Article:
Dog breeds are documented in lists of antecedents called a stud book.
Dog breeds that have been documented may be accepted into one of the major registries (kennel clubs) of dog breeds, such as the FCI, KC, AKC, UKC, and other national registries such as the Japan Kennel Club. The registry places the breed into the appropriate category, called a Group. Some Groups may be further subdivided by some registries. When the breed is fully accepted, the stud book is closed and only dogs bred from dogs in the stud book will be accepted for registration. These dogs are referred to as purebred.
Dog breed clubs, especially of dogs bred for a particular kind of work, may maintain an open stud book and so may not be included in major registries. The dogs are still considered a breed. An example of this would be the Jack Russell Terrier Club of America.
Some dog breeds fit the definition of breed, especially breeds that develop naturally on islands or in isolated areas, but are few in number or have not been sufficiently documented to be registered with one of the major registries. An example of this would be the Kintamani Dog and other rare or independent breeds.
Breeds of dogs can be deliberately created in a relatively short period of time. When they breed true and have been sufficiently documented, they can be accepted by major registries. An example of this is the Cesky Terrier.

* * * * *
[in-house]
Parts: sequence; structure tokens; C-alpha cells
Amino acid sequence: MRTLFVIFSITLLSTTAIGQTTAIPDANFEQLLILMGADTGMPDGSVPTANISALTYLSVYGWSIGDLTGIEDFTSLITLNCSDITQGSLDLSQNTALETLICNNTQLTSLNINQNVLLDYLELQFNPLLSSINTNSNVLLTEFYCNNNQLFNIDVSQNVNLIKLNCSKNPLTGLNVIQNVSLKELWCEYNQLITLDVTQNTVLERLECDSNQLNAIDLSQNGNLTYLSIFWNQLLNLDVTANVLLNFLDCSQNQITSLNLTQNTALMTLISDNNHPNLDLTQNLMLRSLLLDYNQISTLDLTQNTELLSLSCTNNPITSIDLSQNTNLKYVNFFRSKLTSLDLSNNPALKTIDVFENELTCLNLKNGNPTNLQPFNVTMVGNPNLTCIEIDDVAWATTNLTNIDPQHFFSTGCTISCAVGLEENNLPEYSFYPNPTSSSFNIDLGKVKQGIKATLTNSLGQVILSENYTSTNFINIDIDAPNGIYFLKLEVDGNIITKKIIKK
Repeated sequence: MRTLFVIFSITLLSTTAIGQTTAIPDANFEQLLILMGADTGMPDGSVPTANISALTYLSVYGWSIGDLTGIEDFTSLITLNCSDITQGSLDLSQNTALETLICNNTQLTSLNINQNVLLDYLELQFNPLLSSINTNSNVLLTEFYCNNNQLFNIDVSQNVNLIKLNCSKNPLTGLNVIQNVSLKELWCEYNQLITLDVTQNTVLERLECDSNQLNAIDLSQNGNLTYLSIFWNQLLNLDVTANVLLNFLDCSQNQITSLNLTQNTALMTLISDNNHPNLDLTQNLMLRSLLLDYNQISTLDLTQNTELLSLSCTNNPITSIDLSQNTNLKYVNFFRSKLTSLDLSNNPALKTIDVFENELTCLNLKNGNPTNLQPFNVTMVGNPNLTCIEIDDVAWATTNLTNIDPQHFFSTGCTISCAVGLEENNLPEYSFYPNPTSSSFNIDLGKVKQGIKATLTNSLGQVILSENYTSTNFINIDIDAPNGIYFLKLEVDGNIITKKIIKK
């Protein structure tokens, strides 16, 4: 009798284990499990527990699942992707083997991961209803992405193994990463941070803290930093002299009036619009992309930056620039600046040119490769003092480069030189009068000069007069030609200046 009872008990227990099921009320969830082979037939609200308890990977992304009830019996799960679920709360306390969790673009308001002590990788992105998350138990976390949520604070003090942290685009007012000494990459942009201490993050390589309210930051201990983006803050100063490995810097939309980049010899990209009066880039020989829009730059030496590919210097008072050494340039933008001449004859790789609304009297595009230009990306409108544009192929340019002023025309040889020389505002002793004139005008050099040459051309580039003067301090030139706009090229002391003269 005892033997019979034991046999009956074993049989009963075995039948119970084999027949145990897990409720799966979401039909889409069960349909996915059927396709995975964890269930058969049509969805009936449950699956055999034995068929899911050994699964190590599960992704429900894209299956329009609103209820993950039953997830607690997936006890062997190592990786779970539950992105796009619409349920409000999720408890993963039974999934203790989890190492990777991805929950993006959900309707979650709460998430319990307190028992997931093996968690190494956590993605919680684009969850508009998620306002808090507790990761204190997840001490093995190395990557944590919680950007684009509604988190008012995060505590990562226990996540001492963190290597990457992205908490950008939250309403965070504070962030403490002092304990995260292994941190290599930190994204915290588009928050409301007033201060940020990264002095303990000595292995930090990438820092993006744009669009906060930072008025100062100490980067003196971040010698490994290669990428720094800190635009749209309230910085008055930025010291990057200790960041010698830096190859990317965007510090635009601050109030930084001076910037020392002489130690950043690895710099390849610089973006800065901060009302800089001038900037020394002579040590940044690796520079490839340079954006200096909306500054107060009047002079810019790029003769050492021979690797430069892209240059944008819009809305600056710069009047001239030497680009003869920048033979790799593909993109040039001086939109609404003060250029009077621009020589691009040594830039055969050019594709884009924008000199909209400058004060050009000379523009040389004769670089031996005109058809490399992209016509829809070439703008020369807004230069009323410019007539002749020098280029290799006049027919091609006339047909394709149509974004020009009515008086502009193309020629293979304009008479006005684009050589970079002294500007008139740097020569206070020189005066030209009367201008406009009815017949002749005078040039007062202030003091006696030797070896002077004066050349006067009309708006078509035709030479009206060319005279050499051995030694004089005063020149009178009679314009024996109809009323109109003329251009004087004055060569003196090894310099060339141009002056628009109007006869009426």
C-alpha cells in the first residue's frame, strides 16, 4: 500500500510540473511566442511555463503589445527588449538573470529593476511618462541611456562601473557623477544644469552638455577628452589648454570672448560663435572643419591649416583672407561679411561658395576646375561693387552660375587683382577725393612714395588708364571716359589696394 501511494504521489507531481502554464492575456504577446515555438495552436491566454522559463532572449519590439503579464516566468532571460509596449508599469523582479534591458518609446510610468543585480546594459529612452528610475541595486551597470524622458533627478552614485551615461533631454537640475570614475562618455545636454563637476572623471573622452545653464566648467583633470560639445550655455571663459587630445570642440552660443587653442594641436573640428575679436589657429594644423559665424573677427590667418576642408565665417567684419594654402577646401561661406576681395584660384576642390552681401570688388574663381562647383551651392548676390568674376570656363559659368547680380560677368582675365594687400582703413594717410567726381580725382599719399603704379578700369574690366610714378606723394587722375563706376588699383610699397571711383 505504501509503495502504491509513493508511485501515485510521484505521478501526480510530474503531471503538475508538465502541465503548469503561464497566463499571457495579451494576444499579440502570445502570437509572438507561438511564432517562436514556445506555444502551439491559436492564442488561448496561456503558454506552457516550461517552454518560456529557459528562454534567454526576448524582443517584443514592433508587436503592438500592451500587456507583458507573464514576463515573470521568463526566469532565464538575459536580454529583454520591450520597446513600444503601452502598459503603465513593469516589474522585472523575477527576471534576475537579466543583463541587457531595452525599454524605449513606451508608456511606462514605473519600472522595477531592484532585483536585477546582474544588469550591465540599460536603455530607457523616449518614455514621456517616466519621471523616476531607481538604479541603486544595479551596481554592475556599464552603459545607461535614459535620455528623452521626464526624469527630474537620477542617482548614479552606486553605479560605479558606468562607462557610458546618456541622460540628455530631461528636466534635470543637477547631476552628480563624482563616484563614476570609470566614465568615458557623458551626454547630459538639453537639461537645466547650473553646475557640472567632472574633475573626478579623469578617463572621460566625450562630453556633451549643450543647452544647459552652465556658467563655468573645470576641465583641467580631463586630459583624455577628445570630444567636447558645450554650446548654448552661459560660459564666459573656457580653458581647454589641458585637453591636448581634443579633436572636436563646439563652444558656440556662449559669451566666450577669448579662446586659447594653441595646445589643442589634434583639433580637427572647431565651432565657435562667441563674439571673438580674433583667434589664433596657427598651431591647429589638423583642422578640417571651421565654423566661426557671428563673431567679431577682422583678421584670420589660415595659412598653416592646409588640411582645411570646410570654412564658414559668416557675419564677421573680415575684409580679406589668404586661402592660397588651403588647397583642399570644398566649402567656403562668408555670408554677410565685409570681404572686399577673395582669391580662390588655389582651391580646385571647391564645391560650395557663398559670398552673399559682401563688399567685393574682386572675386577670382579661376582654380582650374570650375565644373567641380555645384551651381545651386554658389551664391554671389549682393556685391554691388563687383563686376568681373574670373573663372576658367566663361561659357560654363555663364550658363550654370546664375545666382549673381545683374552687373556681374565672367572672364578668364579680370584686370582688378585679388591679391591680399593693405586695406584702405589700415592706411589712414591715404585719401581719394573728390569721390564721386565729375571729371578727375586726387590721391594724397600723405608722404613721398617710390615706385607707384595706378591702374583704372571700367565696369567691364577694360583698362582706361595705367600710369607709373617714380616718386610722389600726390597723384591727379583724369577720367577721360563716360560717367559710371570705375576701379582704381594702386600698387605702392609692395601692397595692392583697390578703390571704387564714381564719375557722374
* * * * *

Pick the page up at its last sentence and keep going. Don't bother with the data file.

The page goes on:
Each dog breed has a written Standard, a list of attributes that standardises the appearance of the breed, written by the breed’s founder or breed club. Dog are judged in Conformation Dog Shows on the basis of how closely the individual dog conforms to the breed standard. Breeding working dogs for show competition may cause appearance to be emphasised to the detriment of working ability.
Groups of dogs mistaken for breeds
Groups of dogs that may be mistaken for breeds include working dogs that are categorized by working style rather than appearance, although they may be of various ancestry and may not breed true. The difference between a named group of working dogs and a breed of dogs can be unclear. Examples would be the huntaway and other livestock dogs of New Zealand, the feist dogs of the southern United States, and the Patagonian sheepdogs of Argentina, which are collies mixed with other working dogs.
Landrace dogs are another grouping that often have been named but are not considered breeds. "Landrace" is a term used for early types domesticated animals, including dogs, where isolated populations of dogs are selected according to human goals; developing over time rather than through modern breeding techniques. An example of a landrace dog would be the dog described as ‘Basset’ as early as 1585. The landrace Basset was developed into the modern breeds of Dachshund and Basset Hound, as well as modern day terrier breeds.
Another group of dogs that may be mistaken for breeds are first-generation crossbreds, bred for hybrid vigor (heterosis) from two purebred dogs. An example of this would be the Labradoodle.
Mixed breed dogs may be offered a form of registration to allow them to participate in organized dog events. Often given the name All-American or AMBOR dog, the name does not signify that dogs so registered are a breed. Dogs must be spayed or neutered to be registered.
Individual dogs or small groups of dogs may use an existing breed name or be given an invented breed name and listed with little or no documentation for a fee with "registry" companies with minimal verification requirements. The dogs are then bred and marketed as a "registered" breed, sometimes as a "rare" or new breed of dogs.